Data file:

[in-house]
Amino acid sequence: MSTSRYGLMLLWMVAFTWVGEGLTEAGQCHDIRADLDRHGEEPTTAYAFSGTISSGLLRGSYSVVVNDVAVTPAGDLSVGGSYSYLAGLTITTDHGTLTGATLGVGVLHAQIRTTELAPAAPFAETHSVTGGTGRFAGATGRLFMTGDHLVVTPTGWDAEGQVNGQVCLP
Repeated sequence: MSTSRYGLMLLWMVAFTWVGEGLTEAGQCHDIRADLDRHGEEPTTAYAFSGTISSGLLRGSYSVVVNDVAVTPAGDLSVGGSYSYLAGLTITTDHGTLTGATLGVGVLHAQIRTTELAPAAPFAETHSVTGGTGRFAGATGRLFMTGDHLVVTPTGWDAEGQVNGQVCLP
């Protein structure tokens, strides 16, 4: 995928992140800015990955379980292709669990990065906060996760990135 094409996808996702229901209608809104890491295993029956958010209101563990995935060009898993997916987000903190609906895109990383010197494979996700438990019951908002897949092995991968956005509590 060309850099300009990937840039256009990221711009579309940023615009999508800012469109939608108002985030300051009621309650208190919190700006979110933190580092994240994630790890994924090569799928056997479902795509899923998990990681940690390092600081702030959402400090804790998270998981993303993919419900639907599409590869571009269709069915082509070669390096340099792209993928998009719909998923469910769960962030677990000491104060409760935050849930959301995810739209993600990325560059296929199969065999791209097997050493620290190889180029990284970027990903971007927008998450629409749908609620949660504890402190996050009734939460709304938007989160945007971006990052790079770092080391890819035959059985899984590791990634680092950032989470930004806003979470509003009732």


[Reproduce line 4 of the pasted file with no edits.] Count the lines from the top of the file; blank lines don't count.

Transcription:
């Protein structure tokens, strides 16, 4: 995928992140800015990955379980292709669990990065906060996760990135 094409996808996702229901209608809104890491295993029956958010209101563990995935060009898993997916987000903190609906895109990383010197494979996700438990019951908002897949092995991968956005509590 060309850099300009990937840039256009990221711009579309940023615009999508800012469109939608108002985030300051009621309650208190919190700006979110933190580092994240994630790890994924090569799928056997479902795509899923998990990681940690390092600081702030959402400090804790998270998981993303993919419900639907599409590869571009269709069915082509070669390096340099792209993928998009719909998923469910769960962030677990000491104060409760935050849930959301995810739209993600990325560059296929199969065999791209097997050493620290190889180029990284970027990903971007927008998450629409749908609620949660504890402190996050009734939460709304938007989160945007971006990052790079770092080391890819035959059985899984590791990634680092950032989470930004806003979470509003009732």